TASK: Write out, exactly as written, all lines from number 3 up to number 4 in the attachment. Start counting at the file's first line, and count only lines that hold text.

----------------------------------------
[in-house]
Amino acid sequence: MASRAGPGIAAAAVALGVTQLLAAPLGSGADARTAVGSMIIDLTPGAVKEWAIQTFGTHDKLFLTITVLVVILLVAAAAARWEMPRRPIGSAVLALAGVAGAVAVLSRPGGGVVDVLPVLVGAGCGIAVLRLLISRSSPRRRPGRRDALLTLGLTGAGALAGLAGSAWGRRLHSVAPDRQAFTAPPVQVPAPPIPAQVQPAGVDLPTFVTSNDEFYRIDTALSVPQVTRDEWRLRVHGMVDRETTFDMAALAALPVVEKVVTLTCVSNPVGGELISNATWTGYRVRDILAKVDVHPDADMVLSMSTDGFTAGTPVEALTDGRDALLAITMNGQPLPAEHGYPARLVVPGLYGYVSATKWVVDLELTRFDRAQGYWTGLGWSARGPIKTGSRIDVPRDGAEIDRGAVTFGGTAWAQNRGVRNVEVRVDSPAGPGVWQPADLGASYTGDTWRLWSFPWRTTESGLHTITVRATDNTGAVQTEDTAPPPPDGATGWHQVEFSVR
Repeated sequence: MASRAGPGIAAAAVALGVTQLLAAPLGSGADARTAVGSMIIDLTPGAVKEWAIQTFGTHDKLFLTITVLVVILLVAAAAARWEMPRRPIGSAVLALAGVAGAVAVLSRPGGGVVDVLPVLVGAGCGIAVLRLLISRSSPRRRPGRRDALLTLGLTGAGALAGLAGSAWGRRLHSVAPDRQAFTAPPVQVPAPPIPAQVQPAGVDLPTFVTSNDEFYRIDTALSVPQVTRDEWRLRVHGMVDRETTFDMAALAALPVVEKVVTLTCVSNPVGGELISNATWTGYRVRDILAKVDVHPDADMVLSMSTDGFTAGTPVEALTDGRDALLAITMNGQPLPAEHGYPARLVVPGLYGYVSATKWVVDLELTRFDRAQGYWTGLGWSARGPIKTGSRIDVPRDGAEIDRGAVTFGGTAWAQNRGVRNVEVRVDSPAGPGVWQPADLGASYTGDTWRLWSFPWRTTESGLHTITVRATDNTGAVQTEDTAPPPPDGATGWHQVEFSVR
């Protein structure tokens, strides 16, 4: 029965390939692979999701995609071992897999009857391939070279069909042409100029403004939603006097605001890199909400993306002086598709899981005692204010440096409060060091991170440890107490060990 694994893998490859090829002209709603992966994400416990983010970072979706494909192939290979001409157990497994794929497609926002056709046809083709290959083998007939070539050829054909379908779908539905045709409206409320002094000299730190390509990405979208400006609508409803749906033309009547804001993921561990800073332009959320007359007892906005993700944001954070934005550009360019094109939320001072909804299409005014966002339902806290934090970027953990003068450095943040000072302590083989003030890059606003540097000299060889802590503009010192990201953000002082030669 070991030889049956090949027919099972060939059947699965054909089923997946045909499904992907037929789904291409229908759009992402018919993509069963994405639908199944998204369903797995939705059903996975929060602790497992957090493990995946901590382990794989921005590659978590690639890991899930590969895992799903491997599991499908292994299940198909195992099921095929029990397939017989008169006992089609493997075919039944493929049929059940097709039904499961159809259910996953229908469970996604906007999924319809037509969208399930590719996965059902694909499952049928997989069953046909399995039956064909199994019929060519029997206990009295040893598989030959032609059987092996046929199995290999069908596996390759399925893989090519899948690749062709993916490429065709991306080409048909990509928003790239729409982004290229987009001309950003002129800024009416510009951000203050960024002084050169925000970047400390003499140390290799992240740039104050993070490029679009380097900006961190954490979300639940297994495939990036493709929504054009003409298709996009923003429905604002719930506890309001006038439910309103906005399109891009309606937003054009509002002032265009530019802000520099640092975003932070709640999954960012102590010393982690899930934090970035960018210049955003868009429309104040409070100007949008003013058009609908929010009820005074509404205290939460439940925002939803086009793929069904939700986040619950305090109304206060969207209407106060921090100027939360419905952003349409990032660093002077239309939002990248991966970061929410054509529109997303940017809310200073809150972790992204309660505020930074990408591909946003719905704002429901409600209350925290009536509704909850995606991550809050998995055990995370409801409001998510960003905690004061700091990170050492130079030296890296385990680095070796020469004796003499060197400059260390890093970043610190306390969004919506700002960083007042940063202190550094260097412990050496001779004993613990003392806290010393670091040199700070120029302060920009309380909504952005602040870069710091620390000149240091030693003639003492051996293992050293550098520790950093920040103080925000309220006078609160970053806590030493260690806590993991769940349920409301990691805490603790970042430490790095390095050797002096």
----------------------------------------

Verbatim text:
Repeated sequence: MASRAGPGIAAAAVALGVTQLLAAPLGSGADARTAVGSMIIDLTPGAVKEWAIQTFGTHDKLFLTITVLVVILLVAAAAARWEMPRRPIGSAVLALAGVAGAVAVLSRPGGGVVDVLPVLVGAGCGIAVLRLLISRSSPRRRPGRRDALLTLGLTGAGALAGLAGSAWGRRLHSVAPDRQAFTAPPVQVPAPPIPAQVQPAGVDLPTFVTSNDEFYRIDTALSVPQVTRDEWRLRVHGMVDRETTFDMAALAALPVVEKVVTLTCVSNPVGGELISNATWTGYRVRDILAKVDVHPDADMVLSMSTDGFTAGTPVEALTDGRDALLAITMNGQPLPAEHGYPARLVVPGLYGYVSATKWVVDLELTRFDRAQGYWTGLGWSARGPIKTGSRIDVPRDGAEIDRGAVTFGGTAWAQNRGVRNVEVRVDSPAGPGVWQPADLGASYTGDTWRLWSFPWRTTESGLHTITVRATDNTGAVQTEDTAPPPPDGATGWHQVEFSVR
């Protein structure tokens, strides 16, 4: 029965390939692979999701995609071992897999009857391939070279069909042409100029403004939603006097605001890199909400993306002086598709899981005692204010440096409060060091991170440890107490060990 694994893998490859090829002209709603992966994400416990983010970072979706494909192939290979001409157990497994794929497609926002056709046809083709290959083998007939070539050829054909379908779908539905045709409206409320002094000299730190390509990405979208400006609508409803749906033309009547804001993921561990800073332009959320007359007892906005993700944001954070934005550009360019094109939320001072909804299409005014966002339902806290934090970027953990003068450095943040000072302590083989003030890059606003540097000299060889802590503009010192990201953000002082030669 070991030889049956090949027919099972060939059947699965054909089923997946045909499904992907037929789904291409229908759009992402018919993509069963994405639908199944998204369903797995939705059903996975929060602790497992957090493990995946901590382990794989921005590659978590690639890991899930590969895992799903491997599991499908292994299940198909195992099921095929029990397939017989008169006992089609493997075919039944493929049929059940097709039904499961159809259910996953229908469970996604906007999924319809037509969208399930590719996965059902694909499952049928997989069953046909399995039956064909199994019929060519029997206990009295040893598989030959032609059987092996046929199995290999069908596996390759399925893989090519899948690749062709993916490429065709991306080409048909990509928003790239729409982004290229987009001309950003002129800024009416510009951000203050960024002084050169925000970047400390003499140390290799992240740039104050993070490029679009380097900006961190954490979300639940297994495939990036493709929504054009003409298709996009923003429905604002719930506890309001006038439910309103906005399109891009309606937003054009509002002032265009530019802000520099640092975003932070709640999954960012102590010393982690899930934090970035960018210049955003868009429309104040409070100007949008003013058009609908929010009820005074509404205290939460439940925002939803086009793929069904939700986040619950305090109304206060969207209407106060921090100027939360419905952003349409990032660093002077239309939002990248991966970061929410054509529109997303940017809310200073809150972790992204309660505020930074990408591909946003719905704002429901409600209350925290009536509704909850995606991550809050998995055990995370409801409001998510960003905690004061700091990170050492130079030296890296385990680095070796020469004796003499060197400059260390890093970043610190306390969004919506700002960083007042940063202190550094260097412990050496001779004993613990003392806290010393670091040199700070120029302060920009309380909504952005602040870069710091620390000149240091030693003639003492051996293992050293550098520790950093920040103080925000309220006078609160970053806590030493260690806590993991769940349920409301990691805490603790970042430490790095390095050797002096």